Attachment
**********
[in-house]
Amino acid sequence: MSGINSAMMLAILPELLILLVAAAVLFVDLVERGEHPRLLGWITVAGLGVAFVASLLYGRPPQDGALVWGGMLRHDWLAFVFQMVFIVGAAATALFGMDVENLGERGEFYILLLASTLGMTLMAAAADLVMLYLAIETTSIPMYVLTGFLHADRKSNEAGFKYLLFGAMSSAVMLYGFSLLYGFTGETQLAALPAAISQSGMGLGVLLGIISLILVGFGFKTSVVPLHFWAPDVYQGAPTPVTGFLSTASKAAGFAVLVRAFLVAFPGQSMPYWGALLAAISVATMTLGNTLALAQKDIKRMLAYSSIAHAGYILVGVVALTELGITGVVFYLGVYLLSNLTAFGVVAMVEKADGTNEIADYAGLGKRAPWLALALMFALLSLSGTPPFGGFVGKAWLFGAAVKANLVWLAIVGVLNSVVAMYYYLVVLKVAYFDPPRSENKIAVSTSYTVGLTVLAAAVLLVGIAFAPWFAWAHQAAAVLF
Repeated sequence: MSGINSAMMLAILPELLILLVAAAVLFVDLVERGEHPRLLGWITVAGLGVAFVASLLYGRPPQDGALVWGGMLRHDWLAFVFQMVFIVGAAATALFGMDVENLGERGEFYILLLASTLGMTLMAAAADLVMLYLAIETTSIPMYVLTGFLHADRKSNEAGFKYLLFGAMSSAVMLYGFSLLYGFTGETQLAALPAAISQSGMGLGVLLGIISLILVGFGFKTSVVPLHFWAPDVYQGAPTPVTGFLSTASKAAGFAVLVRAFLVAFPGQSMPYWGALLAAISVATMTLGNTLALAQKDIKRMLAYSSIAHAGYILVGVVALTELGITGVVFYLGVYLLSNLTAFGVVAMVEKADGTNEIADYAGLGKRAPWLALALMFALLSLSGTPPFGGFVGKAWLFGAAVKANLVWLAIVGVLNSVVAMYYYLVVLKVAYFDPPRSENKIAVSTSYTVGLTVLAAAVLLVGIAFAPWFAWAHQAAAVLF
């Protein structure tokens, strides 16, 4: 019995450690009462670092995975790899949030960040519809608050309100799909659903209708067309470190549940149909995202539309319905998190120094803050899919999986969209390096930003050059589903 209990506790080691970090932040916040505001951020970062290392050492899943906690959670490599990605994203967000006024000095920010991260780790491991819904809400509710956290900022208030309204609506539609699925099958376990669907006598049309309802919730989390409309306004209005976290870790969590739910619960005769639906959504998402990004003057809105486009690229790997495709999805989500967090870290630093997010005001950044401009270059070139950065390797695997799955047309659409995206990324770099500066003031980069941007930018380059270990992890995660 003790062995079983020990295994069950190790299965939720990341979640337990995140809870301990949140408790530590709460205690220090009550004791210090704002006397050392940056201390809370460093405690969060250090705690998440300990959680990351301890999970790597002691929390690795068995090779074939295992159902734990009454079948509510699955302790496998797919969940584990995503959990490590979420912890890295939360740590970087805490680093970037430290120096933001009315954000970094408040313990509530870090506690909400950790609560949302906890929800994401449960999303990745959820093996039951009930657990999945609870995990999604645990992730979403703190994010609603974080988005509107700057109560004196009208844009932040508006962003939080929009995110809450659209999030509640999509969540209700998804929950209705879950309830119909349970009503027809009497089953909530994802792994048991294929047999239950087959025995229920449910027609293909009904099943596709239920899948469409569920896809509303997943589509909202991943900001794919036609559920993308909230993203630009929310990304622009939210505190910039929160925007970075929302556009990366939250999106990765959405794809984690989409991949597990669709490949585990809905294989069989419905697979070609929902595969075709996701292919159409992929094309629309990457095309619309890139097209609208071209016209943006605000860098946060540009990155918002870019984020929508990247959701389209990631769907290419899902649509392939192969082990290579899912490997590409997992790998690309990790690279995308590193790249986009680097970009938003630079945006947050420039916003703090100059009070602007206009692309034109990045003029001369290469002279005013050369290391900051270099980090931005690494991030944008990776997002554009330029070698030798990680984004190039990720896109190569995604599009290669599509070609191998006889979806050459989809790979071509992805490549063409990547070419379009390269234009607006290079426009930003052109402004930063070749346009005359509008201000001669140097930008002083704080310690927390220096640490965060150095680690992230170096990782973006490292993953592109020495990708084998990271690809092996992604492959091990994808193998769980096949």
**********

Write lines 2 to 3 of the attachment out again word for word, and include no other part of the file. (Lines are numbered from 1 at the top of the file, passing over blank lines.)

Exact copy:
Amino acid sequence: MSGINSAMMLAILPELLILLVAAAVLFVDLVERGEHPRLLGWITVAGLGVAFVASLLYGRPPQDGALVWGGMLRHDWLAFVFQMVFIVGAAATALFGMDVENLGERGEFYILLLASTLGMTLMAAAADLVMLYLAIETTSIPMYVLTGFLHADRKSNEAGFKYLLFGAMSSAVMLYGFSLLYGFTGETQLAALPAAISQSGMGLGVLLGIISLILVGFGFKTSVVPLHFWAPDVYQGAPTPVTGFLSTASKAAGFAVLVRAFLVAFPGQSMPYWGALLAAISVATMTLGNTLALAQKDIKRMLAYSSIAHAGYILVGVVALTELGITGVVFYLGVYLLSNLTAFGVVAMVEKADGTNEIADYAGLGKRAPWLALALMFALLSLSGTPPFGGFVGKAWLFGAAVKANLVWLAIVGVLNSVVAMYYYLVVLKVAYFDPPRSENKIAVSTSYTVGLTVLAAAVLLVGIAFAPWFAWAHQAAAVLF
Repeated sequence: MSGINSAMMLAILPELLILLVAAAVLFVDLVERGEHPRLLGWITVAGLGVAFVASLLYGRPPQDGALVWGGMLRHDWLAFVFQMVFIVGAAATALFGMDVENLGERGEFYILLLASTLGMTLMAAAADLVMLYLAIETTSIPMYVLTGFLHADRKSNEAGFKYLLFGAMSSAVMLYGFSLLYGFTGETQLAALPAAISQSGMGLGVLLGIISLILVGFGFKTSVVPLHFWAPDVYQGAPTPVTGFLSTASKAAGFAVLVRAFLVAFPGQSMPYWGALLAAISVATMTLGNTLALAQKDIKRMLAYSSIAHAGYILVGVVALTELGITGVVFYLGVYLLSNLTAFGVVAMVEKADGTNEIADYAGLGKRAPWLALALMFALLSLSGTPPFGGFVGKAWLFGAAVKANLVWLAIVGVLNSVVAMYYYLVVLKVAYFDPPRSENKIAVSTSYTVGLTVLAAAVLLVGIAFAPWFAWAHQAAAVLF